How about a hostel that has its own hot-spring, or a rooftop bar overlooking the city? You might find hostels in places so unique that a hotel couldn’t be built there, like on the banks of a river as local fisherman pass by or in the middle of the rainforest surrounded by wild iguanas! You’d be surprised what you can find.
Though hotels, for the most part, will help arrange day trips or activities, one thing they cant offer are social events, but hostels do! On a weekly and sometimes daily basis, different events will be arranged for the hostel guests.
Australia: Backpacking For Beginners
People have many reasons not to take their first steps on a backpacking adventure. How is it done? What if something goes wrong? How do you sort travel from AA to B? What if you can’t understand the language? How do you sort out accommodation? What if you get scammed?
They range everywhere from the simplest quiz nights or movie nights to taking the guests out on the town to a few bars or even full-day trips. Not to mention plenty of opportunities to get completely wasted with your fellow guests over card games, beer pong and everything else in-between! These experiences can’t be found outside of hostels!
Better Than You Think
Many people have a horrific image of what hostels are like; prison-style bunks in filthy dorms filled with perverts, but it couldn’t be further from the case…mostly. Of course with many hostels, you get what you pay for. Don’t expect to pay £2 a night for a luxury experience. That being said, you’d be stunned how modern and well equipped some hostels are these days! Many are actually better quality than the cheapest hotels!
Definitely, the most modern and most luxurious option are capsule hostels, where you crawl into your 4 walled bunk and close the curtain to have total privacy. Some hostel bunks might come with their own TVs and nightlights, with beds comfier than you have at home! You’ll find sleek modern common areas with plasma screen TVs, vending machines, video games, a karaoke machine and all sorts thrown in between, you’d be amazed!
Food is an expense we can’t really avoid, but hostels will provide one meal for you! Most hostels offer a free breakfast for guests! Of course, don’t expect anything spectacular. For the most part, it might only be a slice of toast, but whose a budget traveller to turn down free food! Many hostels will also offer free tea and coffee throughout the day, more than you can expect from a hotel!
While some of us are happy to sleep on a park bench if it means we get to travel, others want a bit more comfort and security. The average traveller has plenty of issues with hostels, some of which is fair. It’s not that backpackers disagree with them, it’s just that we’re willing to deal with it.
Lack of Privacy
Privacy becomes a luxury that you’ll sacrifice during your stay. Whether sleeping on open bunks with a group of strangers or sharing bathrooms and common areas, you’ll rarely have time completely alone. You might have a curtain or be lucky enough to stay in a capsule hostel, yet it’s not real privacy. You always have to consider that other people are there, which can get quite annoying.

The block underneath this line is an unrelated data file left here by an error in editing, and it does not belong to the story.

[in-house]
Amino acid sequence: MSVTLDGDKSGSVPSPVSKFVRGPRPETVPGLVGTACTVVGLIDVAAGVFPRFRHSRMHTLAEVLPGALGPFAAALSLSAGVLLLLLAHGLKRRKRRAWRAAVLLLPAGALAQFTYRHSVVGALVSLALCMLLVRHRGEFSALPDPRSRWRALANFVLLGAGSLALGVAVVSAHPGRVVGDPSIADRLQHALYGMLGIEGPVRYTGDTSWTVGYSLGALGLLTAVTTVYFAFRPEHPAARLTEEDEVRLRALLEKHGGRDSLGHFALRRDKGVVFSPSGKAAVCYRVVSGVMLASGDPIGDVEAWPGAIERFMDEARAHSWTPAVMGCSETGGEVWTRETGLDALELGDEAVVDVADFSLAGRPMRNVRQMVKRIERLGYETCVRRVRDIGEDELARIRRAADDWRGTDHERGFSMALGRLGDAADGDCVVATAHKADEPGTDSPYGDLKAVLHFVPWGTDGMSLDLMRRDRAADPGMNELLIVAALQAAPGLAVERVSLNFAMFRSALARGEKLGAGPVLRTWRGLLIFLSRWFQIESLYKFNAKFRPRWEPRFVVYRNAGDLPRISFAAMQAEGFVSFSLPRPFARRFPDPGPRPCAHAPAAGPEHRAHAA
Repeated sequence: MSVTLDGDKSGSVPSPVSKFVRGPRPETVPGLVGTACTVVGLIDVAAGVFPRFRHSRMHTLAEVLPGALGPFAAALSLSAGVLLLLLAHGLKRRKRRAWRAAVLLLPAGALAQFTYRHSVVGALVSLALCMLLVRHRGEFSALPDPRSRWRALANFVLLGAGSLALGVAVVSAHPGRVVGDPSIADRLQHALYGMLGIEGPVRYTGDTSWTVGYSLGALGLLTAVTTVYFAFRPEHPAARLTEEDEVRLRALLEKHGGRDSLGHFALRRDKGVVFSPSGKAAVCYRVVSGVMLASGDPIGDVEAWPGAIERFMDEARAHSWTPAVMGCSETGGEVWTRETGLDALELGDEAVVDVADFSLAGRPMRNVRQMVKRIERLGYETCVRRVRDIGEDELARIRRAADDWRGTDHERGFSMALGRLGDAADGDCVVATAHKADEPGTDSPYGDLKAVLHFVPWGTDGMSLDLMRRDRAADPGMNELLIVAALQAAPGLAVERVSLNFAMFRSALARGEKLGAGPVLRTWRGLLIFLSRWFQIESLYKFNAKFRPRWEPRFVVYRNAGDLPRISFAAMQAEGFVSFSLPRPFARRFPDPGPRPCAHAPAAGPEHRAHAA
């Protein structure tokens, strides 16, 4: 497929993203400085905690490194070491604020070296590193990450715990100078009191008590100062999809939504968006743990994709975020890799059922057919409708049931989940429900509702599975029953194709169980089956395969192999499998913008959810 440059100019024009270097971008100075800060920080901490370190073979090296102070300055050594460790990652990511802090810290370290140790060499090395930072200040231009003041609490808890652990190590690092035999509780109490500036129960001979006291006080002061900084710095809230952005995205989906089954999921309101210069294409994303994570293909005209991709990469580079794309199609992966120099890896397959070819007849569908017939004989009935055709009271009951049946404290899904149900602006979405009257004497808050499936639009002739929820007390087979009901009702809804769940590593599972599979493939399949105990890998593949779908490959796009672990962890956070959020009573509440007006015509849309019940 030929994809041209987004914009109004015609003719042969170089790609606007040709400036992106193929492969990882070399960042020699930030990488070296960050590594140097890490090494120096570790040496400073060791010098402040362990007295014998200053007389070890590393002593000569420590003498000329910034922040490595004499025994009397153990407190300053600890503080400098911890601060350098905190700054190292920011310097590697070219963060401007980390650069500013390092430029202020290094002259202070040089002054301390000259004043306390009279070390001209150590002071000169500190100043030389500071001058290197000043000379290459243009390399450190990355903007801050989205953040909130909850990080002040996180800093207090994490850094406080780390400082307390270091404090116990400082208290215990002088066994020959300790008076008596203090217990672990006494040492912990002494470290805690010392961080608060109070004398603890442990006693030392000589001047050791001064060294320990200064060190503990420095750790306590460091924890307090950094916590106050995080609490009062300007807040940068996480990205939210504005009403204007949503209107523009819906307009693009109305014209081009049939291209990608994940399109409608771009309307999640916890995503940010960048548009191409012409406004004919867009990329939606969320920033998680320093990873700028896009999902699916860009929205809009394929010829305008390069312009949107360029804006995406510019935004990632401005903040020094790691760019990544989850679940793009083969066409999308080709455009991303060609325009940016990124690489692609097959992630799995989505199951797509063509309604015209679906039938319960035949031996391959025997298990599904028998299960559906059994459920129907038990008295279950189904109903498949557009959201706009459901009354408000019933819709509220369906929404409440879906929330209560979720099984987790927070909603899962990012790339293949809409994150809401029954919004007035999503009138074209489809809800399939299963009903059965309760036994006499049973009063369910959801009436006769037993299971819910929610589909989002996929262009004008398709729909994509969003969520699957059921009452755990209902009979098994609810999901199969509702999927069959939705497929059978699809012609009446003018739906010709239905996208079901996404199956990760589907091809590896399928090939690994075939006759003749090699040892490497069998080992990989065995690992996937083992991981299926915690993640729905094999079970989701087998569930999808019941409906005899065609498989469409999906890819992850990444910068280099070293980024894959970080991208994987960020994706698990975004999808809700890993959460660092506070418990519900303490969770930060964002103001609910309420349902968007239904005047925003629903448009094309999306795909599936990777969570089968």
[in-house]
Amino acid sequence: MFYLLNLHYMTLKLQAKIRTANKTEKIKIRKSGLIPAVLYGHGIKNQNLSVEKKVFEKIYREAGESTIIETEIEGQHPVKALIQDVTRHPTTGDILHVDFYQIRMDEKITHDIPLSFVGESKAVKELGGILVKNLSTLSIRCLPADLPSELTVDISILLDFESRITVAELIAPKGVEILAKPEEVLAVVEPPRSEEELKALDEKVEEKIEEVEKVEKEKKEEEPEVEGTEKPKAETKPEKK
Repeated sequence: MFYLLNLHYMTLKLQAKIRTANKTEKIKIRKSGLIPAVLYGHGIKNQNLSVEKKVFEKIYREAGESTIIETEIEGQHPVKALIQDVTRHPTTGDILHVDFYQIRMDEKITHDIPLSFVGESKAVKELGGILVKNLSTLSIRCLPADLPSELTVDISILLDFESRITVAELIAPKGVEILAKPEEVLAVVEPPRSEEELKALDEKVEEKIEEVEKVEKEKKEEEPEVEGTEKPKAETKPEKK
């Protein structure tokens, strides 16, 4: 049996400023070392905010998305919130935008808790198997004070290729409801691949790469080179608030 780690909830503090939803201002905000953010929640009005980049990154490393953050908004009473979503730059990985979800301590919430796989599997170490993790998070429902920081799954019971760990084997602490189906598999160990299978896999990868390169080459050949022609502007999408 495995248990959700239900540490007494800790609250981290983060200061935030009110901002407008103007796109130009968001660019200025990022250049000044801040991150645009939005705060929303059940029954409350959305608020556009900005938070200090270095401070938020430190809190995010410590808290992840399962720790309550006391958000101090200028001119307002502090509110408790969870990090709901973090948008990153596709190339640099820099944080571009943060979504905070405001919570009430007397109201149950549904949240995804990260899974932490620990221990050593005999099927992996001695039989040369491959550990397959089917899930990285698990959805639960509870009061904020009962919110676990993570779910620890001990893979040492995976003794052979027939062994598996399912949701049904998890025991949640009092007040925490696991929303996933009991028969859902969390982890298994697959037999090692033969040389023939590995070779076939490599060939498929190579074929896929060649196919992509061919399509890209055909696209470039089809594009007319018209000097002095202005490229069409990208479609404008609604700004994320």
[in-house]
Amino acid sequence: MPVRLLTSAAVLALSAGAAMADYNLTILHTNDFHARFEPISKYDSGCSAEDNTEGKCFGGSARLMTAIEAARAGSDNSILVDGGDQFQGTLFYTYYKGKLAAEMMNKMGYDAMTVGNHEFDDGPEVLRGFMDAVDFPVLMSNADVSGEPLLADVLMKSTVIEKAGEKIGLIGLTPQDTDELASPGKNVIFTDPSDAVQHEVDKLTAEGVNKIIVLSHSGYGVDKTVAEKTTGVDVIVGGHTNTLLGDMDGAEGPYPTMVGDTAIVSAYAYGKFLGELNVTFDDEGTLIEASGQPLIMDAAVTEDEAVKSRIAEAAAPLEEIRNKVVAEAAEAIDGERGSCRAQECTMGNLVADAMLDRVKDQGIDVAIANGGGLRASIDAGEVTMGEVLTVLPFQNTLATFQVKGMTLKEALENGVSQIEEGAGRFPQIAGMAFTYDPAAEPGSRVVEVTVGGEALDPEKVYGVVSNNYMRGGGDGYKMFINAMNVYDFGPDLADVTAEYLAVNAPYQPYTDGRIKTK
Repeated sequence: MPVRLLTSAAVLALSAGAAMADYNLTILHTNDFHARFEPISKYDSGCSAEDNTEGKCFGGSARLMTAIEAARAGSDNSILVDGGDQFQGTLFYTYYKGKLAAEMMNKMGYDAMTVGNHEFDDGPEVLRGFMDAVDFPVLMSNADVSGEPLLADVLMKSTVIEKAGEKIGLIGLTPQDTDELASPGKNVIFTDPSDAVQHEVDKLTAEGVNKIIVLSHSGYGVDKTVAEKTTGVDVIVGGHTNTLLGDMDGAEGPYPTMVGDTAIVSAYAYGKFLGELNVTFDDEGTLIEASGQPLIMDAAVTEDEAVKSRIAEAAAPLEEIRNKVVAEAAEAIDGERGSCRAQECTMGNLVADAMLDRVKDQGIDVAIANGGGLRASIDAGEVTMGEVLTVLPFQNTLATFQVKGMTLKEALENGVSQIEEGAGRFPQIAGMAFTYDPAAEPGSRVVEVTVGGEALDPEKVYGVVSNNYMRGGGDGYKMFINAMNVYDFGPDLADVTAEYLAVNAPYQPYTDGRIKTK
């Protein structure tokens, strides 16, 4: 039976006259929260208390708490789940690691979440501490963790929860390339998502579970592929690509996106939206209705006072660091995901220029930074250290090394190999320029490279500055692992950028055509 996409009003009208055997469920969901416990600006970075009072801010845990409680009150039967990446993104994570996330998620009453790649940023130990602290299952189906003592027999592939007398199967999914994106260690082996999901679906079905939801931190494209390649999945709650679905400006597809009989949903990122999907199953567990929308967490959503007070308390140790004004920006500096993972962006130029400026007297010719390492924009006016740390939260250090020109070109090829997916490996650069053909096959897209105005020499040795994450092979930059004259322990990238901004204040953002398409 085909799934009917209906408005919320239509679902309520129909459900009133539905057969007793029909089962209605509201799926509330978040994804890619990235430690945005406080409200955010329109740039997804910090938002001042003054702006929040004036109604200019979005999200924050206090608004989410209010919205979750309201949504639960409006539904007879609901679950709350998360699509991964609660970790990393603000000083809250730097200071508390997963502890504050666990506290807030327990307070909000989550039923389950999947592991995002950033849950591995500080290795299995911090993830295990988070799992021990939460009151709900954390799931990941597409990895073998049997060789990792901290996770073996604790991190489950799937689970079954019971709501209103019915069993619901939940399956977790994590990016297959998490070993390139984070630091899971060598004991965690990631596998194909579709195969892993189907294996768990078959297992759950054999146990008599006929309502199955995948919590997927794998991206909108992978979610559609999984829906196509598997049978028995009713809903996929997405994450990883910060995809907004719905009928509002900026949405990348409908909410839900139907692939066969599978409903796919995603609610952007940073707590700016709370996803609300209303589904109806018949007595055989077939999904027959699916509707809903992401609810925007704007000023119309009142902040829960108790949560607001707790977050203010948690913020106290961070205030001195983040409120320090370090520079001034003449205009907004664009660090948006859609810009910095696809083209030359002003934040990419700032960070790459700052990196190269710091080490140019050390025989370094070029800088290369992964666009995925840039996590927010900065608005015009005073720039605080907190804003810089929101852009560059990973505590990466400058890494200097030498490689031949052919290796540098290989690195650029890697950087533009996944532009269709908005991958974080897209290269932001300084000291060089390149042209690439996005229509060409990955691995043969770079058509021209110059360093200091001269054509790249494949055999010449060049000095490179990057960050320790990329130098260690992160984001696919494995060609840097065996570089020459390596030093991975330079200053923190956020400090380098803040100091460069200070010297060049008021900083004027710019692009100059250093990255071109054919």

Sharing a Room
If you had a choice, I don’t think anyone wants to share a room with anyone else, let alone 4, 6 or 12 other people! Not only do you lose your privacy, but you have to deal with everyone else’s annoying habits! And some people can be FUCKING irritating.
You’ll have to deal with that inconsiderate twat banging around while you’re trying to sleep, that horned up couple discretely slipping in a finger or two above you or those assholes having full volume conversations on the phone. But nothing, NOTHING is worse than trying to sleep with someone’s thundering snoring all night long. There’s always one.
99% of the time, hostels are incredibly safe and are full of very respectable and considerate guests. Yet there’s always a handful of assholes that has to ruin it for everyone.
As you’re sharing a room with complete strangers, there’s potential for some mischief. After all, there are plenty of creeps out there which have made female-only dorms a necessity. Though incidents are rare, it definitely can happen.
COVID has brought the adventures of many travellers to a screeching halt. Flights are limited to extreme cases, borders are closed and much of the industry has shut down for good. Not only has COVID had a profound effect on travel in today’s world, but it will have a lasting effect long after the pandemic. […]
The most common problem is thievery. Most decent hostels have lockers (either paid or free) which allow you to hide your valuables, though many don’t. Even if they do, they might be too small to fit everything or just too easy to break open. A good rule of thumb is don’t leave anything in the hostel unless you’re willing to lose it.
Time Limits & Curfews
Many hostels have 24 hours receptions and allow you to come and go as you please, others don’t. If you arrive late at night to some hostels and the reception is closed, then you’re shit out of luck. Doors might be locked at night, though you’ll probably have a key or a code to open it. However, if there’s a problem there’s nobody to get a hold of.
A Welsh university drop-out on a mission to travel the world for as little money as possible.
My adventures have taken me through over 30 countries across Europe, Asia and Oceania, and the list keeps on growing! From classic backpacking to working and volunteering, I have found all sorts of ways to maintain a life on the road.